When using Audio Manager people often get confused between various audio focus types, which leads to people not understanding them correctly and specifying wrong audio focus values. So today I decided to write it down in a simplified format.
Here is how it works:
Basically, you have 7 types of audio focus values to choose from.
Depending on what values we choose, the behavior of our app changes. Here is how each audio focus value works:
Audio focus gain is generally specified when the period of time for which the audio focus is needed is uncertain and the audio focus is required for a longer period of time. Which means audio focus is required for more than 45 seconds.
Eg. When a song is to be played, we might require audio focus for a longer period of time.
Audio focus gain transient is used when we require audio focus for shorter periods.
Eg. Driving directions, message received sound etc.
Audio focus gain transient exclusive is used when you need audio focus for a short period of time without any interruptions.
Eg. When you ask google now for an answer, you do not want any other app to interrupt it. That is you do not want it to duck or pause for other apps.
Audio focus gain transient may duck is used when the audio focus is required for short period of time but it is ok if some other app wants to grab the audio focus and reduce the volume of our existing app.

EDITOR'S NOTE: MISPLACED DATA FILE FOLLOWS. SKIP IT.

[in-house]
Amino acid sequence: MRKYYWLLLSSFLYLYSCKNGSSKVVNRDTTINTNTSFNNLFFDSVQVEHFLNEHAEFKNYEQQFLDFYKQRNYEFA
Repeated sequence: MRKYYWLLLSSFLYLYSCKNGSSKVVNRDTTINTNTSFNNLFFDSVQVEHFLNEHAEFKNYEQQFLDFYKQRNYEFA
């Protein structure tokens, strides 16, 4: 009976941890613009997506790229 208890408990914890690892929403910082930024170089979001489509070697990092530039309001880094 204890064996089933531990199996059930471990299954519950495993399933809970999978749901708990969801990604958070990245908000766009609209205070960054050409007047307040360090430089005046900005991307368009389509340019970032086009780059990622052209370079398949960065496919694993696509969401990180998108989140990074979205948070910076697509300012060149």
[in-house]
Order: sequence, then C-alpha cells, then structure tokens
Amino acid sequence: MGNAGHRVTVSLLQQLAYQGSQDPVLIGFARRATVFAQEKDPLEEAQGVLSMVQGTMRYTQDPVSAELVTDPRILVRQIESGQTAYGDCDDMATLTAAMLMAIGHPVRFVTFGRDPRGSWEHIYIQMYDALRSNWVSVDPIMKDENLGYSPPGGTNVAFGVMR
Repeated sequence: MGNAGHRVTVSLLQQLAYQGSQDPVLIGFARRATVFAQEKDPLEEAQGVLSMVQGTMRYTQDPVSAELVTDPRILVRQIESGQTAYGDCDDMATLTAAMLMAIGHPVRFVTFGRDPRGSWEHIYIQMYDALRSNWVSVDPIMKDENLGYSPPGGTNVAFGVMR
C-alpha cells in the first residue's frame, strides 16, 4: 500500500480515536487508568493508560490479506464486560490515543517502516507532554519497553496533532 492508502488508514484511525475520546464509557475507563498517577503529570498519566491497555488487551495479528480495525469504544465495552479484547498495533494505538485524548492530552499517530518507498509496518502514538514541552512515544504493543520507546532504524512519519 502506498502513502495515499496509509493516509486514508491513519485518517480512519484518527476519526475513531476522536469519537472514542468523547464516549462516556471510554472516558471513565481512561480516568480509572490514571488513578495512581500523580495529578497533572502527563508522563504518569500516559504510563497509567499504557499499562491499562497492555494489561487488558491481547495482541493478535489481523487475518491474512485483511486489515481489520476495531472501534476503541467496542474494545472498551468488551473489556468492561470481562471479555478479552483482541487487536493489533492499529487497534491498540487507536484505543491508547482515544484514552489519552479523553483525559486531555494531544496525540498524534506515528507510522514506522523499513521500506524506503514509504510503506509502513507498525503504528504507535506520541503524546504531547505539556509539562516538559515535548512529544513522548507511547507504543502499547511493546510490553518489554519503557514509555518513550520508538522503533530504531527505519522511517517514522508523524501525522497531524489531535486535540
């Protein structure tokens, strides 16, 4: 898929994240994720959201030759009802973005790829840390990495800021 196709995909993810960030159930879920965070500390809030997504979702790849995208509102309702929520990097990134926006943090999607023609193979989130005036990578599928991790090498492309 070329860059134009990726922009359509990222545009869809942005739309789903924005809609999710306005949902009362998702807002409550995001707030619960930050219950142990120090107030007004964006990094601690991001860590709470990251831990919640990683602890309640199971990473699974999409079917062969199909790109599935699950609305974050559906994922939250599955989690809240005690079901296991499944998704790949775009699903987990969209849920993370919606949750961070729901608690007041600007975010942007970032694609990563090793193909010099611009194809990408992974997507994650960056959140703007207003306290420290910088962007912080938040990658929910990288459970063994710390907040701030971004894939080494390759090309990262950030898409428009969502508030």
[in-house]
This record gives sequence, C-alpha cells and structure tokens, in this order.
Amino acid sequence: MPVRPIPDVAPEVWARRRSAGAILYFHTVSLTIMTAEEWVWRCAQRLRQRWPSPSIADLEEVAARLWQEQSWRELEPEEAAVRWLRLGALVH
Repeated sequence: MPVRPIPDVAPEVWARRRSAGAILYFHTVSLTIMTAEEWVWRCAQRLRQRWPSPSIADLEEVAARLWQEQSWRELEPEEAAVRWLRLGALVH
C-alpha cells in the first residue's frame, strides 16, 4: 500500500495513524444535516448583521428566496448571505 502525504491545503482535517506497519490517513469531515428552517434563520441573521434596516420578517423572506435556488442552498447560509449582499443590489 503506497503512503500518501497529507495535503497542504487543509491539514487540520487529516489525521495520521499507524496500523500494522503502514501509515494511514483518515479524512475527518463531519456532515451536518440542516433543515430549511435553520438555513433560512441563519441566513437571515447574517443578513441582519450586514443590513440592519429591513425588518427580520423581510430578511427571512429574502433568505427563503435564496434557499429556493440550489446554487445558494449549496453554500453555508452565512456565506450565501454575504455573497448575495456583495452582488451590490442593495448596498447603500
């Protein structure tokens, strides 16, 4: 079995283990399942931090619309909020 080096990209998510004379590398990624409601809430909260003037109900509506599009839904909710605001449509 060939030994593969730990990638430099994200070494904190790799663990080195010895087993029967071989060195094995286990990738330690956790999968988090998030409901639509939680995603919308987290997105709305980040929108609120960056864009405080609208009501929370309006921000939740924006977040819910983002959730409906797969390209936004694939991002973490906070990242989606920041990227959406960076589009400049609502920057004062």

Eg. When the music’s playing and a notification pops up, it is ok if the volume is temporarily reduced to hear the notification sound.
Audio focus loss is used to indicate the loss of audio focus for an unknown period of time, which may be a temporary loss of audio focus or a permanent loss of audio focus.
Eg. Music paused for notification (temporary loss of audio focus), when user taps the home button and quits the app in which case the audio focus is permanently lost.
Audio focus loss transient is used to indicate temporary loss of audio focus. That is some other app takes over the audio focus for a short time.
Audio focus loss transient can duck is used to indicate temporarily lowering the volume of the existing app, for some other app to occupy the focus for a short period of time.
Eg. When some song is playing in a music player and a message pops up, the music player loses focus but does not pause or stop playing the song. Instead, it just lowers the volume of the song so that the notification sound is audible to the user.